Curiosity Rover Shares New Images of Mount Sharp

Posted on August 28, 2012

Mars Curiosity image of Mount Sharp on August 23 2012

NASA's Curiosity rover has returned impressive new images of Mount Sharp, its future science destination, taken by its Mast Camera. Mount Sharp is a mountain inside the Gale Crater where Curiosity landed. The above image was taken Curiosity's 100-millimeter Mast Camera on August 23. The highlighted image shows a rock that is about the same size as Curiosity. You can see a larger version of the image here.

The image below, which is also of Mount Sharp, was also taken by the rover's MastCam. NASA says MastCam data indicates a strong discontinuity in the strata above and below the line of white dots. NASA says, "Strata overlying the line of white dots are highly inclined (dipping from left to right) relative to lower, underlying strata. The inclination of these strata above the line of white dots is not obvious from orbit. This provides independent evidence that the absence of hydrated minerals on the upper reaches of Mount Sharp may coincide with a very different formation environment than lower on the slopes. The train of white dots may represent an 'unconformity,' or an area where the process of sedimentation stopped." A larger version of the image can be found here.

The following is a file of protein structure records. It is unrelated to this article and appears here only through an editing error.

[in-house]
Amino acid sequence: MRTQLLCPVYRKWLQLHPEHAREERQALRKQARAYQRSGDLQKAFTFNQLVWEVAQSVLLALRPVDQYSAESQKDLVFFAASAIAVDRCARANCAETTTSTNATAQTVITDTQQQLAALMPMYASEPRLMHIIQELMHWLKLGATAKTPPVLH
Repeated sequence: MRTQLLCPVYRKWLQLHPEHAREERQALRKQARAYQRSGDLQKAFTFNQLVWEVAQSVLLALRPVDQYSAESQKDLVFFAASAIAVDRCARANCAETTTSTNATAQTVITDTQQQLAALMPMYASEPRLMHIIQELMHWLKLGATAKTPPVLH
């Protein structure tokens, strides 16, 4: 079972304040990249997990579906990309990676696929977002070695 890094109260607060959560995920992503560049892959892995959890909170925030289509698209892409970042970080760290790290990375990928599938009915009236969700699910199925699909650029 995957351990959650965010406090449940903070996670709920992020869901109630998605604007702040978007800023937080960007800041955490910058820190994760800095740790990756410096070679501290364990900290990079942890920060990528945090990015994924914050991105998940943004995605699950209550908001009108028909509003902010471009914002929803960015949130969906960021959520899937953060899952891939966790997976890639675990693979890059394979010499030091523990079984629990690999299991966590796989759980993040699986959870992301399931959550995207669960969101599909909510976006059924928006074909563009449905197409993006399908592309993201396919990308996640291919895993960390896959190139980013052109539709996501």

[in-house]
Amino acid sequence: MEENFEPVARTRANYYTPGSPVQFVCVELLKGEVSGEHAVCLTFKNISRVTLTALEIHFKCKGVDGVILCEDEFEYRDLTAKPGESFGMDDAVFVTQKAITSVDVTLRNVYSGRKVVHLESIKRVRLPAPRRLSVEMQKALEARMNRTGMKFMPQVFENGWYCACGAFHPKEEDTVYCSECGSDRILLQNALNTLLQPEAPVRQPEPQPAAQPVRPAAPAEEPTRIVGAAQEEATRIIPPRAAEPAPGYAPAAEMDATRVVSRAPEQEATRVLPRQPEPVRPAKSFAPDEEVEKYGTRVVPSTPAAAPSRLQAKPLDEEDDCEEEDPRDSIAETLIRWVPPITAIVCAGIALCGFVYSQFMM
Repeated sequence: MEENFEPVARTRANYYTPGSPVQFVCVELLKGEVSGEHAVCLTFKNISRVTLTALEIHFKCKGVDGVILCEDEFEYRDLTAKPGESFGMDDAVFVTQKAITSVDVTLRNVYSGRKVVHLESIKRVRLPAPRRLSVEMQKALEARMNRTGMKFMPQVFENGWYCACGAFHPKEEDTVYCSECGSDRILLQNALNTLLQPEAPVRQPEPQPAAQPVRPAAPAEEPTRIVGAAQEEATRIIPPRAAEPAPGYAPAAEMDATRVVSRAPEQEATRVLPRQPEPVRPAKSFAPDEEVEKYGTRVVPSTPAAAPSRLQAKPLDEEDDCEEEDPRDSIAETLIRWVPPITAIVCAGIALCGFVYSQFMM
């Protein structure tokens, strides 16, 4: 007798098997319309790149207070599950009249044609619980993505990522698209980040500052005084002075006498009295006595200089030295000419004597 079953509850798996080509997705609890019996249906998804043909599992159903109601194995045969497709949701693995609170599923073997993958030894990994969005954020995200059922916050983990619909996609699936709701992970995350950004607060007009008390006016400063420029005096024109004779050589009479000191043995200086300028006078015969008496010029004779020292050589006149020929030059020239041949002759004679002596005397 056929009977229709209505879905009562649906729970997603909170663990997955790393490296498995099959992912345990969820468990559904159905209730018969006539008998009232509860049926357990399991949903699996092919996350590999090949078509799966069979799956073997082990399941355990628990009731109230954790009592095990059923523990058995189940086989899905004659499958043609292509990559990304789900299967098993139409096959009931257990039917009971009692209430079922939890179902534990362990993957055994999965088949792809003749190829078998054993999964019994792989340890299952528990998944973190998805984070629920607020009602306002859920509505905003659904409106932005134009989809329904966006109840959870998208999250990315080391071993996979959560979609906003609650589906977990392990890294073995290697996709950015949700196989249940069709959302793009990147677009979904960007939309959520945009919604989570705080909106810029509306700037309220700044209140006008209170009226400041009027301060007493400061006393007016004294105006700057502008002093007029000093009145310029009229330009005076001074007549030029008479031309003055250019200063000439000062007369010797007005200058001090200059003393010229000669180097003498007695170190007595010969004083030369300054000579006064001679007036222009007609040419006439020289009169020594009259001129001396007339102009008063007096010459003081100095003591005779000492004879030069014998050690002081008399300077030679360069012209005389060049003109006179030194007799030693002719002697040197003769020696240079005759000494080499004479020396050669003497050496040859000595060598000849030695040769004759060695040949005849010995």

Mars Curiosity Discontinuity in Strata on Mount Sharp on August 23 2012

Mount Sharp (also known as Aeolis Mons) rises about 3.4 miles (5.5 kilometers) above the floor of Gale Crater. A prime mission of Curiosity is to investigate the area and determine if it ever provided the conditions favorable for life. You can read more about Mount Sharp here.

Photos: NASA/JPL-Caltech/MSSS